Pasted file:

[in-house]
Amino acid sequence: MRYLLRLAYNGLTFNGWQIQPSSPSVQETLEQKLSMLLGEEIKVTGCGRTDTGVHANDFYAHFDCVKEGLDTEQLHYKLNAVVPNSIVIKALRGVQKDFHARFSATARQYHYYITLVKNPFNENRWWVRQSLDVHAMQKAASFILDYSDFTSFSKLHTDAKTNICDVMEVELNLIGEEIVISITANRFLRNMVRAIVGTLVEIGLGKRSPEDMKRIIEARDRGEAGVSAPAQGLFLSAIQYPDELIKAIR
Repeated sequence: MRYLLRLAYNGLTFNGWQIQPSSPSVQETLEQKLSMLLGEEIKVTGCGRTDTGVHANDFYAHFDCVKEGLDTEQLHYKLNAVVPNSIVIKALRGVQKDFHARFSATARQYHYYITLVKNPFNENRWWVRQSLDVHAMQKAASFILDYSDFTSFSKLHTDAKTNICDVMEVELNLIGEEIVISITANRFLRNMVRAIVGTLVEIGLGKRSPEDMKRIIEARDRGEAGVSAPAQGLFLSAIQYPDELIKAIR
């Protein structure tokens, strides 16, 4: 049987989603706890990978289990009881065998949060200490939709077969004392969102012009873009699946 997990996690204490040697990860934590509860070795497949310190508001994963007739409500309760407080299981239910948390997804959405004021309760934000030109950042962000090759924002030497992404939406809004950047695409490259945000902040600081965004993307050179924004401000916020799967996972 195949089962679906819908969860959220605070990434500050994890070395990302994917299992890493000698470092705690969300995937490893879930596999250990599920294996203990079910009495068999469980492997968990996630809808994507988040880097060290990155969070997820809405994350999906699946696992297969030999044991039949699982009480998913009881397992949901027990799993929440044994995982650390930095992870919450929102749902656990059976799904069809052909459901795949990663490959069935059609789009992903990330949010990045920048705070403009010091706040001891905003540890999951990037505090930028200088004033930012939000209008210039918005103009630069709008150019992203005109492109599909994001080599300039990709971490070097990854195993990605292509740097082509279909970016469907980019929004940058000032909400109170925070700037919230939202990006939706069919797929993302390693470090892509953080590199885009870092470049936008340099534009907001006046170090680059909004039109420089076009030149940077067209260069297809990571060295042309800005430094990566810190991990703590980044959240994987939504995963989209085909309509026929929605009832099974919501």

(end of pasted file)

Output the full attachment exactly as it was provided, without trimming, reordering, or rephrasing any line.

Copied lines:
[in-house]
Amino acid sequence: MRYLLRLAYNGLTFNGWQIQPSSPSVQETLEQKLSMLLGEEIKVTGCGRTDTGVHANDFYAHFDCVKEGLDTEQLHYKLNAVVPNSIVIKALRGVQKDFHARFSATARQYHYYITLVKNPFNENRWWVRQSLDVHAMQKAASFILDYSDFTSFSKLHTDAKTNICDVMEVELNLIGEEIVISITANRFLRNMVRAIVGTLVEIGLGKRSPEDMKRIIEARDRGEAGVSAPAQGLFLSAIQYPDELIKAIR
Repeated sequence: MRYLLRLAYNGLTFNGWQIQPSSPSVQETLEQKLSMLLGEEIKVTGCGRTDTGVHANDFYAHFDCVKEGLDTEQLHYKLNAVVPNSIVIKALRGVQKDFHARFSATARQYHYYITLVKNPFNENRWWVRQSLDVHAMQKAASFILDYSDFTSFSKLHTDAKTNICDVMEVELNLIGEEIVISITANRFLRNMVRAIVGTLVEIGLGKRSPEDMKRIIEARDRGEAGVSAPAQGLFLSAIQYPDELIKAIR
């Protein structure tokens, strides 16, 4: 049987989603706890990978289990009881065998949060200490939709077969004392969102012009873009699946 997990996690204490040697990860934590509860070795497949310190508001994963007739409500309760407080299981239910948390997804959405004021309760934000030109950042962000090759924002030497992404939406809004950047695409490259945000902040600081965004993307050179924004401000916020799967996972 195949089962679906819908969860959220605070990434500050994890070395990302994917299992890493000698470092705690969300995937490893879930596999250990599920294996203990079910009495068999469980492997968990996630809808994507988040880097060290990155969070997820809405994350999906699946696992297969030999044991039949699982009480998913009881397992949901027990799993929440044994995982650390930095992870919450929102749902656990059976799904069809052909459901795949990663490959069935059609789009992903990330949010990045920048705070403009010091706040001891905003540890999951990037505090930028200088004033930012939000209008210039918005103009630069709008150019992203005109492109599909994001080599300039990709971490070097990854195993990605292509740097082509279909970016469907980019929004940058000032909400109170925070700037919230939202990006939706069919797929993302390693470090892509953080590199885009870092470049936008340099534009907001006046170090680059909004039109420089076009030149940077067209260069297809990571060295042309800005430094990566810190991990703590980044959240994987939504995963989209085909309509026929929605009832099974919501």